Let us first think about sending a character using this scheme. Once we have a character that we want to send out, transmitting it is simply a matter of shifting each bit of the character, plus the start and stop bits, out of a shift register on to the serial line. Remember, the serial baudrate is much slower than the system clock, so we must wait SymbolEdgeTime = (ClockFreq / BaudRate) cycles between changing the character we're putting on the serial line. After we have shifted all 10 bits out of the shift register, we are done.


The receive side is a bit more complicated. Fortunately for you, it is already implemented and is given to you as part of the lab distribution. You may want to open up lab5/src/UAReceive.v and follow along as you are reading this section.

Like the transmit side, the receive side of the serial device is essentially just a shift register, but this time we are shifting bits from the serial line into the shift register. However, care must be taken into determining when to shift bits in. If we attempt to sample the serial signal directly on the edge between two symbols, we are exceedingly likely to sample on the wrong side of the edge (or worse, when the signal is transitioning) and get the wrong value for that bit. The correct solution is to wait halfway into a cycle (until SampleTime on the diagram) before reading a bit in to the shift register.

One other subtlety of the receive side is correctly implementing the ready/valid interface. Once we have receive a full character over the serial port, we want to hold the valid signal high until the ready signal goes high, after which the valid signal should be low until we receive another character. This requires using an extra flip-flop that is set when the last character is shifted in to the shift register and cleared when the ready signal is asserted. This allows us to correctly implement the ready/valid handshake.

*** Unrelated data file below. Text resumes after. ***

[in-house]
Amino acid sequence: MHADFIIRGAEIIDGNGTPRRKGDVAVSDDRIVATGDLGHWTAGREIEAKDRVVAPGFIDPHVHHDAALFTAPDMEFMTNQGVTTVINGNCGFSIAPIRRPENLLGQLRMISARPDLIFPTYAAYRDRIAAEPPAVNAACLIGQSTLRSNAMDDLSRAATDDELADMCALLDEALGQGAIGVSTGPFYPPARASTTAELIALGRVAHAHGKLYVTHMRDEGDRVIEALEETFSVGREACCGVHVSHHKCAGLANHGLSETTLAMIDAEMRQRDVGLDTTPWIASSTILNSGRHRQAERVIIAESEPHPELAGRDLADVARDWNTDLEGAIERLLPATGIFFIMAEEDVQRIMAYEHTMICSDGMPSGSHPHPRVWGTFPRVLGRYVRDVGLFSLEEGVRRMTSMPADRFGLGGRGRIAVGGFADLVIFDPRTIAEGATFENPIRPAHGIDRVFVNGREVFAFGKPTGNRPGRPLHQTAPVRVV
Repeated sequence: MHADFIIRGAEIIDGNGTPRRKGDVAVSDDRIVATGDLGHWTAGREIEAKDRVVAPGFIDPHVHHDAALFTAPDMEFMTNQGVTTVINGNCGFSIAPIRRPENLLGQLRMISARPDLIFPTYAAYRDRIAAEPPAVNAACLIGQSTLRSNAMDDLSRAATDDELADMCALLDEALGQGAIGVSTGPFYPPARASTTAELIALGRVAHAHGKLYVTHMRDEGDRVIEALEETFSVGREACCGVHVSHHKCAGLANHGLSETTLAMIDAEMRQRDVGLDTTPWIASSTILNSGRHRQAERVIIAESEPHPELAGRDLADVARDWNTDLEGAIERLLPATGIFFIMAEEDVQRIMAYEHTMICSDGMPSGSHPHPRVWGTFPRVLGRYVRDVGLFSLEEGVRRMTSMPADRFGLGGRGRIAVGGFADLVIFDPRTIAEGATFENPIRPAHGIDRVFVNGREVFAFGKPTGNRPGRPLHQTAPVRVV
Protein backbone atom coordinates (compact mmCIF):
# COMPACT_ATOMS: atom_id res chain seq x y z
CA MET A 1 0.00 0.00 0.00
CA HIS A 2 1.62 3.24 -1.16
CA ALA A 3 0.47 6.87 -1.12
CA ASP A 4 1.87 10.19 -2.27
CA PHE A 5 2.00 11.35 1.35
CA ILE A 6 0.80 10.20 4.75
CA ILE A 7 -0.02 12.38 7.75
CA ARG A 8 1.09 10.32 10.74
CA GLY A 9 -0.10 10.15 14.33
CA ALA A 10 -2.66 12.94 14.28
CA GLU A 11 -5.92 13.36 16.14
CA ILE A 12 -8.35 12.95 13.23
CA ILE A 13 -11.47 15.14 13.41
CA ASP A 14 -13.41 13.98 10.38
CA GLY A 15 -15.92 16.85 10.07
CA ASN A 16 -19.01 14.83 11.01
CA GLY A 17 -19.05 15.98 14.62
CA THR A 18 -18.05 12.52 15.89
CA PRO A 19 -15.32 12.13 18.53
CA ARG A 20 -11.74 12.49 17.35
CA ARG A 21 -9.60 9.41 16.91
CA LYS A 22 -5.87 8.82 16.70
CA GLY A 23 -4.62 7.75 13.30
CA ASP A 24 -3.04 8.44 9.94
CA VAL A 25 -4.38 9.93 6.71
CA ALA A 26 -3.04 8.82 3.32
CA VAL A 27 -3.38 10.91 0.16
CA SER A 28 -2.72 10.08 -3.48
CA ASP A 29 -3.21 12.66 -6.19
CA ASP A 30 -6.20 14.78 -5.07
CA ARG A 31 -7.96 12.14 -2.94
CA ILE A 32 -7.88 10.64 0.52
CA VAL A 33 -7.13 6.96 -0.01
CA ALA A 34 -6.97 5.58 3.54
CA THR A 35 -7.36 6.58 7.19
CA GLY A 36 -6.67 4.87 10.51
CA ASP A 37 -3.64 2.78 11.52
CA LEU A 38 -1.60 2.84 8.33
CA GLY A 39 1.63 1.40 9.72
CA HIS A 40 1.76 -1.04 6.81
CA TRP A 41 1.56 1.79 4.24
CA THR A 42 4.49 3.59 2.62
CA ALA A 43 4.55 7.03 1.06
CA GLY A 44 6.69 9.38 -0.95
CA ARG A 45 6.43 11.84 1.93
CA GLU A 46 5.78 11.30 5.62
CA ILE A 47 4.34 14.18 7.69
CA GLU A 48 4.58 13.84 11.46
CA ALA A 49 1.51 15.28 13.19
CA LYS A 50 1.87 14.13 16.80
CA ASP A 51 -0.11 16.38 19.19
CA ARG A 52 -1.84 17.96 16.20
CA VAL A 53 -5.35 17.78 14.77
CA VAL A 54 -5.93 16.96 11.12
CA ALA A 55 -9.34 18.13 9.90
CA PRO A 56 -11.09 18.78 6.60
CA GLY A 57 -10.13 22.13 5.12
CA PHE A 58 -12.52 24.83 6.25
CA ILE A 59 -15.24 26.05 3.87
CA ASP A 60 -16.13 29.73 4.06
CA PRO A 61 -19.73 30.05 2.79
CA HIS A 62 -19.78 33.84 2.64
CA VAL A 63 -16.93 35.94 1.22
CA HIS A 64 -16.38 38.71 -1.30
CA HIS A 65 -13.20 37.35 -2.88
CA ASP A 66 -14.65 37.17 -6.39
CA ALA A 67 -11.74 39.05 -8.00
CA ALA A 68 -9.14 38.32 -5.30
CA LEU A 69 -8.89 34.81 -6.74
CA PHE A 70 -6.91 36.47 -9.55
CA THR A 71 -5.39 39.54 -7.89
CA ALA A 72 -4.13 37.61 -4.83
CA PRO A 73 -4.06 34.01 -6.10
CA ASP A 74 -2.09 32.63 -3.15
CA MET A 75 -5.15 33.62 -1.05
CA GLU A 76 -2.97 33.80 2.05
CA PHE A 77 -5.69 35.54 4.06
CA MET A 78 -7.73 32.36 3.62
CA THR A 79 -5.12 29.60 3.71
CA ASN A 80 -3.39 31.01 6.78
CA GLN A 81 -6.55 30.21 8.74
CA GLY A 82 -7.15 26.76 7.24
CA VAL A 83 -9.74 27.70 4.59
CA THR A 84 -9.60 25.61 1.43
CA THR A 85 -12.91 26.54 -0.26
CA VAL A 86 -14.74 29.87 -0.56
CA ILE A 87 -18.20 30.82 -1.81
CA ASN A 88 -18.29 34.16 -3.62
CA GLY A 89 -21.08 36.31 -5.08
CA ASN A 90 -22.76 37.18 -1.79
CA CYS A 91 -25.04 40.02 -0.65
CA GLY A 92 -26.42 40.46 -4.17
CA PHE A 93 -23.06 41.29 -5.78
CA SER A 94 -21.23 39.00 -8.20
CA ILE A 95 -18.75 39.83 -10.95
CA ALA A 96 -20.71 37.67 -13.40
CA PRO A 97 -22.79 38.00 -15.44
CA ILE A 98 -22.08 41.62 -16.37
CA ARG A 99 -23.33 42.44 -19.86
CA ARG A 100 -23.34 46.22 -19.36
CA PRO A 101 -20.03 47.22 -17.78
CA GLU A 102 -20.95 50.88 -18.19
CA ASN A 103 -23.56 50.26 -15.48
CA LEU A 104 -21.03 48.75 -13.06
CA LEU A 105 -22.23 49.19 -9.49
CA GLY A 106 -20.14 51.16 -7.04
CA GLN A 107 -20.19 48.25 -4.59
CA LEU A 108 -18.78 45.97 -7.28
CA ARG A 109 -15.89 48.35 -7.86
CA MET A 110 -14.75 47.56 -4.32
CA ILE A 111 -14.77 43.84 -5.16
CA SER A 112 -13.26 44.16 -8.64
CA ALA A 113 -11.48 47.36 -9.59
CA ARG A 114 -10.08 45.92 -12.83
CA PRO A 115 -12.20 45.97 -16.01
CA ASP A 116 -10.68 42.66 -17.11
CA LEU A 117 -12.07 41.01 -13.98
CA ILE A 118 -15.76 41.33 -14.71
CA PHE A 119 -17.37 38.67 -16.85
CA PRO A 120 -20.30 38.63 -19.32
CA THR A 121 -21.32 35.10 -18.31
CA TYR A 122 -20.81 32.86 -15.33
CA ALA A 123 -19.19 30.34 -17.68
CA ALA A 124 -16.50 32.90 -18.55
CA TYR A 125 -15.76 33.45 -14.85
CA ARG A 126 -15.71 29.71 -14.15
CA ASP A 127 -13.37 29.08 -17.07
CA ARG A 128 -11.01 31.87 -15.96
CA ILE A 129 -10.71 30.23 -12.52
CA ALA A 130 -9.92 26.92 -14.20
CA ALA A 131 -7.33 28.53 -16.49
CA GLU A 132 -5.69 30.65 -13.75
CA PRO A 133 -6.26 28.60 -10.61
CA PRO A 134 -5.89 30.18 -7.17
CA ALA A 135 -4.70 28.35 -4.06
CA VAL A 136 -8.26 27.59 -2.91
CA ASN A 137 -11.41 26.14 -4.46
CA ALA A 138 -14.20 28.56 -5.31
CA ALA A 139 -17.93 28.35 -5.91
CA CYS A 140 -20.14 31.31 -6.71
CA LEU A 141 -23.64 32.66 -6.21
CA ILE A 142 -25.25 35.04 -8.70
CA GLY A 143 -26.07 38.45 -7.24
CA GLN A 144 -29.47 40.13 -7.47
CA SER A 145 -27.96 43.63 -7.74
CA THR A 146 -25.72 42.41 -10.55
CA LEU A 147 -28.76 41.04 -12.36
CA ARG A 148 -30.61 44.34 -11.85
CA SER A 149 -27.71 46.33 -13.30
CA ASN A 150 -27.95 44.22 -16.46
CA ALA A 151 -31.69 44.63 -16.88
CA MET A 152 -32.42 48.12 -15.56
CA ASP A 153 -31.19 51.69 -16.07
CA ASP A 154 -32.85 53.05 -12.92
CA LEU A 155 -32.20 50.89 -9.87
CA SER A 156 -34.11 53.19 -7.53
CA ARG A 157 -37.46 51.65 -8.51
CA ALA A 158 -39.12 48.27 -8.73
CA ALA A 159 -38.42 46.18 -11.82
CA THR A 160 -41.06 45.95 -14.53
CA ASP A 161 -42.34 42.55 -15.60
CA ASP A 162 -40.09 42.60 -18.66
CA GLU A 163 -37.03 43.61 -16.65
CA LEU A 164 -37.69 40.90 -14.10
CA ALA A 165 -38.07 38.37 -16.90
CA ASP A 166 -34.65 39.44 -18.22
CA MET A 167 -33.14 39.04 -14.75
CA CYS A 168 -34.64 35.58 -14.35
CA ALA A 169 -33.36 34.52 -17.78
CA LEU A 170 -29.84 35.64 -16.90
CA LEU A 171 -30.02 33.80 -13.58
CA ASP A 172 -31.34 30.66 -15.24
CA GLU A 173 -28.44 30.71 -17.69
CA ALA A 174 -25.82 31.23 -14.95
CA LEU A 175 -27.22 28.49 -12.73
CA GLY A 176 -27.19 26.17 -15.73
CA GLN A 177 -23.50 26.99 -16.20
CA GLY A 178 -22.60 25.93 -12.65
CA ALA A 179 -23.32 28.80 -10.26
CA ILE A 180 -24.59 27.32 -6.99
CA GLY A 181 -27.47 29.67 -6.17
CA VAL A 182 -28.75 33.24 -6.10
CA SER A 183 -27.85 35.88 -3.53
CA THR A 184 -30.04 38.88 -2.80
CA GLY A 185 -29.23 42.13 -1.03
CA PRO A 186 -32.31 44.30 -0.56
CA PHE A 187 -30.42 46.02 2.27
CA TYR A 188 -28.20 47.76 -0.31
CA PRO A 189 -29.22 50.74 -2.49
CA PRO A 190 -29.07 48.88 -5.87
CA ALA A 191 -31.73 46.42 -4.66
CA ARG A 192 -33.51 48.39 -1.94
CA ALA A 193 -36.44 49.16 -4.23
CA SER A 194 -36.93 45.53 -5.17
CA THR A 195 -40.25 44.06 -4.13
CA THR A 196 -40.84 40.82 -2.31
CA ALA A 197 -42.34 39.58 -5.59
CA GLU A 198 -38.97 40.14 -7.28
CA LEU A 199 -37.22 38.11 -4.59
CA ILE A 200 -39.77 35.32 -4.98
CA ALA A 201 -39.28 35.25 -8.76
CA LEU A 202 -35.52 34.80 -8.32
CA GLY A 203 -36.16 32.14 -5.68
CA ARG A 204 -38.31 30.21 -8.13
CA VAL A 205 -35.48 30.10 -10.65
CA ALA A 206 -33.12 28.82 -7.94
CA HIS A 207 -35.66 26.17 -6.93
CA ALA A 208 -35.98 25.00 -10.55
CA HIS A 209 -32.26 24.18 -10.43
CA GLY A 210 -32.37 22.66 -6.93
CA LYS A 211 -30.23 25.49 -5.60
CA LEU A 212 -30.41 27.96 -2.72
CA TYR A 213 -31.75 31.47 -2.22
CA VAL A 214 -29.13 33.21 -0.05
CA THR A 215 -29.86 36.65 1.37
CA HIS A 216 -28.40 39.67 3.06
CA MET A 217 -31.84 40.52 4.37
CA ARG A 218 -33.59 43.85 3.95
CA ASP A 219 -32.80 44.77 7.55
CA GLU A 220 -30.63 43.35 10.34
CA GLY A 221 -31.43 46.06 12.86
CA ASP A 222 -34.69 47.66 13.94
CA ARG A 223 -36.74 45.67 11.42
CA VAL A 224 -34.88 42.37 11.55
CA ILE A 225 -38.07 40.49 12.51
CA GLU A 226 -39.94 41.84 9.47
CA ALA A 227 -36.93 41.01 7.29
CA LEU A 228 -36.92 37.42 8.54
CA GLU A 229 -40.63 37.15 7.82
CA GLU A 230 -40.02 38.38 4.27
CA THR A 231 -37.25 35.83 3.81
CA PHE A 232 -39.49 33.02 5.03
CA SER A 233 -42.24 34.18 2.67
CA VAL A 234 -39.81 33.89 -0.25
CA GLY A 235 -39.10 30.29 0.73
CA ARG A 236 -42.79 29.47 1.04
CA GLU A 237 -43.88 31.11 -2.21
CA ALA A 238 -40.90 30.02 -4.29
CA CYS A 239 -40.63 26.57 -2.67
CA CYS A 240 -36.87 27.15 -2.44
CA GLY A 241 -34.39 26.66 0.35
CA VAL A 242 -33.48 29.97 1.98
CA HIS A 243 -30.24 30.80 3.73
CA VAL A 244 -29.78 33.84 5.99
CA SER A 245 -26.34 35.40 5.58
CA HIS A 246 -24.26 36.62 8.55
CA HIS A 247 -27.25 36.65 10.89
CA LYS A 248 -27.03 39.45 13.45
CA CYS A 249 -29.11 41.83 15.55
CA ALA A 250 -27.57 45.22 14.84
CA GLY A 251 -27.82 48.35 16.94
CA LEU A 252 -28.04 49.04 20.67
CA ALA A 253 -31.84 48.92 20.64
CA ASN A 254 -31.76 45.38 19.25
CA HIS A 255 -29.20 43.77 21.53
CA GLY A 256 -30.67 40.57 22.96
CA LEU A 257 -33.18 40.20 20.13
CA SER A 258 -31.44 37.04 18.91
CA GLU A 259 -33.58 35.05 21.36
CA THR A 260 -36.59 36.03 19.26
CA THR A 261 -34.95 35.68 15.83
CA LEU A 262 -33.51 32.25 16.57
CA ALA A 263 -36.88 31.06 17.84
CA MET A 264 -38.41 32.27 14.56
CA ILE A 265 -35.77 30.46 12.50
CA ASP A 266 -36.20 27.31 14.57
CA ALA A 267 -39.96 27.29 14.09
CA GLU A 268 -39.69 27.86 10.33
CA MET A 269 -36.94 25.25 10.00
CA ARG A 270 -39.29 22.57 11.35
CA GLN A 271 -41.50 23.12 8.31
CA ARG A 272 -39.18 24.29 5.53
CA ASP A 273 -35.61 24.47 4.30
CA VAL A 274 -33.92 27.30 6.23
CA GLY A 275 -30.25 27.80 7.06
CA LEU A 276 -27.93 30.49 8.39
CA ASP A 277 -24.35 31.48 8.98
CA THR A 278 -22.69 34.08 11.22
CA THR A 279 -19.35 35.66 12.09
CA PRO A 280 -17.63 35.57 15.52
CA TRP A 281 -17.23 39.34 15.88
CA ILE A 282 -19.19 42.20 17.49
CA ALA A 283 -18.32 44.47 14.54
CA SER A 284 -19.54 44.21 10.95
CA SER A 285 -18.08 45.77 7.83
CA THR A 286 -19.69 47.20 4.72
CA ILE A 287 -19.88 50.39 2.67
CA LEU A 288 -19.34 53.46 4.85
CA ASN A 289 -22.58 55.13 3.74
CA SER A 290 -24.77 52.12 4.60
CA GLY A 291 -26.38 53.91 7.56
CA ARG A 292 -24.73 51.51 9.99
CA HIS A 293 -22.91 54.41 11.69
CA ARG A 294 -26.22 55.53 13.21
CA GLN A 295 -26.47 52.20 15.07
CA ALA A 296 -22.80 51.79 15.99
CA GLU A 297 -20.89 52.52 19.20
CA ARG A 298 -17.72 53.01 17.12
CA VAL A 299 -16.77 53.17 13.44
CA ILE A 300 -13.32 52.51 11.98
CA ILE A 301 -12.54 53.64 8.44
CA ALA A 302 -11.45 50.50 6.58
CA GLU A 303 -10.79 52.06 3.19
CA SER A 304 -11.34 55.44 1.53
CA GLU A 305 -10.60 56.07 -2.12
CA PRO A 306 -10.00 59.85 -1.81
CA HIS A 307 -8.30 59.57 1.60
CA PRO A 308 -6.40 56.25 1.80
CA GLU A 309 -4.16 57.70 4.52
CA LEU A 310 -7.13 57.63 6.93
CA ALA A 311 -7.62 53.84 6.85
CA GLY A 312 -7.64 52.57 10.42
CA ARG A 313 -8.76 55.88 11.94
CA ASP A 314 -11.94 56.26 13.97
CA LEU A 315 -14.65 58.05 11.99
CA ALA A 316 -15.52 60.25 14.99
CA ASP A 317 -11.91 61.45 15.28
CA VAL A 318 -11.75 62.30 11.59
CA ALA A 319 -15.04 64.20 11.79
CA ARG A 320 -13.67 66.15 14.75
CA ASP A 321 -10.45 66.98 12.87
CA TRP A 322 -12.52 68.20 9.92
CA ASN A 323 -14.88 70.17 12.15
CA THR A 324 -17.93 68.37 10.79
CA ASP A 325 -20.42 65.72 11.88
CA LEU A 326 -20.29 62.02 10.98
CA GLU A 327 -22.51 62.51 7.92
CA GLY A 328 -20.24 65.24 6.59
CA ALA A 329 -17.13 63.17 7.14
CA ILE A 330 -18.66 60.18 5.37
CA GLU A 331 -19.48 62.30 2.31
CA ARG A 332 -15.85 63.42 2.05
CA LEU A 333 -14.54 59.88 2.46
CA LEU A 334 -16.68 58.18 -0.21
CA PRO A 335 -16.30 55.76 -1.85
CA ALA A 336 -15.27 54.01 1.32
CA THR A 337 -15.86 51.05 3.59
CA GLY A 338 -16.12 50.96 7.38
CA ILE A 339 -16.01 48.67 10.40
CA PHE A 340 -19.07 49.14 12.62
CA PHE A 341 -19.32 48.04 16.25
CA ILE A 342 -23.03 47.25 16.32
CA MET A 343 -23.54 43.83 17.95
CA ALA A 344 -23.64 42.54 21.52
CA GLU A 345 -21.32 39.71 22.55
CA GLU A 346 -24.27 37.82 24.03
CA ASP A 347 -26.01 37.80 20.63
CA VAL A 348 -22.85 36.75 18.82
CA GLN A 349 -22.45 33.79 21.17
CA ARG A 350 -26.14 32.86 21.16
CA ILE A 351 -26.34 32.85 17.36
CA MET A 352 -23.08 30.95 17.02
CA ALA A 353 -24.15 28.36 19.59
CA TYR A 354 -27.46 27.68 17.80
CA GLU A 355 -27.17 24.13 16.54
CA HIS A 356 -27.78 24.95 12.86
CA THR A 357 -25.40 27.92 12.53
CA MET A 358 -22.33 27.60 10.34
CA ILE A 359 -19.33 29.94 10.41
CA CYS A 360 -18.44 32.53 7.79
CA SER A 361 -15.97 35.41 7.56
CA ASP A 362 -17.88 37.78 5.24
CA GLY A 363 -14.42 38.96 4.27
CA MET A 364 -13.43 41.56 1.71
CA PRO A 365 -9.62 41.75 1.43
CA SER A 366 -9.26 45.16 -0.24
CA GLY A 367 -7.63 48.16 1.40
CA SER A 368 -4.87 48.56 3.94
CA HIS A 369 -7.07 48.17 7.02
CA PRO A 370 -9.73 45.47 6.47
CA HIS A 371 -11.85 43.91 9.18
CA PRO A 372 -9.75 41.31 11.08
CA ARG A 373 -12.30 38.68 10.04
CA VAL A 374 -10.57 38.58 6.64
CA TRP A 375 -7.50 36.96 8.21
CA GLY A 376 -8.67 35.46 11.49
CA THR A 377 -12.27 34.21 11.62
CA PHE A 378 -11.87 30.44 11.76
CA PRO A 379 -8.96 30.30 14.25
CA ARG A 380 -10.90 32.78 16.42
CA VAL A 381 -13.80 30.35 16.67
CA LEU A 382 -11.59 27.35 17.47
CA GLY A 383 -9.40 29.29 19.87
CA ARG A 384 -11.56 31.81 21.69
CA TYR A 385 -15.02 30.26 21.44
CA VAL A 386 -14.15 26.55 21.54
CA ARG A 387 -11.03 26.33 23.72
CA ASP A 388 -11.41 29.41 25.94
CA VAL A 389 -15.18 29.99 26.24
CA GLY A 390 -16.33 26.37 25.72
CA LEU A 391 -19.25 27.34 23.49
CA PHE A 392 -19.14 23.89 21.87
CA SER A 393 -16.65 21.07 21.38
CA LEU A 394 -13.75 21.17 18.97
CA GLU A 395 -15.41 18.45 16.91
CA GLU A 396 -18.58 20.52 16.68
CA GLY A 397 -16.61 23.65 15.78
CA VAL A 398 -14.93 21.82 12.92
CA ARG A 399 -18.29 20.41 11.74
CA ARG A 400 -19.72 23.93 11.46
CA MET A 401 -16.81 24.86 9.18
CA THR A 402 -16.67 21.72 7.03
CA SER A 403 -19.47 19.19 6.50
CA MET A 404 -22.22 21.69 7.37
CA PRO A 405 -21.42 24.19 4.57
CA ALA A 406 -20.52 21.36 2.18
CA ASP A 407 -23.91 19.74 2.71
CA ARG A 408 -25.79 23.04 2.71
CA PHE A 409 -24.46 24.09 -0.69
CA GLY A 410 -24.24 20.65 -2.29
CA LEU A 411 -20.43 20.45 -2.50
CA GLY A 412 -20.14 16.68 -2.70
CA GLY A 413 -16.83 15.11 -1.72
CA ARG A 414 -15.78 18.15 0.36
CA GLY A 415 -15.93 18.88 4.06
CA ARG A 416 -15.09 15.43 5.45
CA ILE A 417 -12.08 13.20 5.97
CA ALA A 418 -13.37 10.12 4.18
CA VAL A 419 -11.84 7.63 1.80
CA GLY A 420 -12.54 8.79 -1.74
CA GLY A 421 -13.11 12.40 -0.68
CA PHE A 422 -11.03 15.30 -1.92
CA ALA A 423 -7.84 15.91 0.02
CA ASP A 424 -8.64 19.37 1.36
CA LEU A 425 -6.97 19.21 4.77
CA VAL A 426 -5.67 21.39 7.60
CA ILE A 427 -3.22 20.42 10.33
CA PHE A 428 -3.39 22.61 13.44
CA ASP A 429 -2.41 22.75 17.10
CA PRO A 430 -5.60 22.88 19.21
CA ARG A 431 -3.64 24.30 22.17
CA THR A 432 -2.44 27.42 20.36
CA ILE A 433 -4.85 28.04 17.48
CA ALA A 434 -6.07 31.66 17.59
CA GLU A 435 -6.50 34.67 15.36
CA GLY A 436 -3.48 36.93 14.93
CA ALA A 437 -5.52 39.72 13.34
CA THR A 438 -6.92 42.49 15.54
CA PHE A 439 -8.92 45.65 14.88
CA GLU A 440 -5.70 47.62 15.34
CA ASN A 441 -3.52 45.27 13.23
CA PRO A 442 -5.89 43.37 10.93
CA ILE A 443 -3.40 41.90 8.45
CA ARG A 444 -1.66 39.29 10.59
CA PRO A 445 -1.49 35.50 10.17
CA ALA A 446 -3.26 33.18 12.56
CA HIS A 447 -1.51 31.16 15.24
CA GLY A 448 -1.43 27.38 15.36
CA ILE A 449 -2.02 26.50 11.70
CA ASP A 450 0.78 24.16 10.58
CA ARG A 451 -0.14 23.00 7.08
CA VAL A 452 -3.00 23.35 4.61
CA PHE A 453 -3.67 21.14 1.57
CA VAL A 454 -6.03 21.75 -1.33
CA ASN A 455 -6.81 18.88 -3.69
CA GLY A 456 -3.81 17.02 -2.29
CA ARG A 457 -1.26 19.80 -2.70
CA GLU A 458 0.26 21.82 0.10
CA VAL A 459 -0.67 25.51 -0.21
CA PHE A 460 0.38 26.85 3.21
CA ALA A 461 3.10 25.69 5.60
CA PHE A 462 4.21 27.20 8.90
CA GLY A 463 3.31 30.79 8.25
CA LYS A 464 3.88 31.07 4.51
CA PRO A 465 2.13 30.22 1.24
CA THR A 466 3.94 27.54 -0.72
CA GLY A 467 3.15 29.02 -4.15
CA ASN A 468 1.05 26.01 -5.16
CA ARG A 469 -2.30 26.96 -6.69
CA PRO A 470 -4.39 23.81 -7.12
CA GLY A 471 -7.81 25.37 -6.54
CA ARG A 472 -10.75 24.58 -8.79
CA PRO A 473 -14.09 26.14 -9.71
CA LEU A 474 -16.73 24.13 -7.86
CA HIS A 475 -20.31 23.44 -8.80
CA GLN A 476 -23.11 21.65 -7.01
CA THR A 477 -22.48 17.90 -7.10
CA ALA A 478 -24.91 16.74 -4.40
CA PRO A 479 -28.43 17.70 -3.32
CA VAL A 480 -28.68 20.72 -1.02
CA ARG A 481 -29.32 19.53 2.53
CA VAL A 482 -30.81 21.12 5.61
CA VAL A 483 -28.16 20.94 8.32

Putting it all together

Although the receive side and transmit side of the UART you will be building are essentially orthogonal, we are packaging them into one UART module to keep things tidy. If you look at UART.v, you will see that this module is mostly straightforward instantiations of UAReceive and UATransmit, but there are also two IORegisters that the serial lines are fed through. What are these for? An IORegister is simply a register that attempts to pack itself into a special block called a IOB, which are used to drive and sense from the IO pins. Using an IORegister helps ensure that you will have a nice, clean, well-behaved off-chip signal to use as an input or output to your serial modules.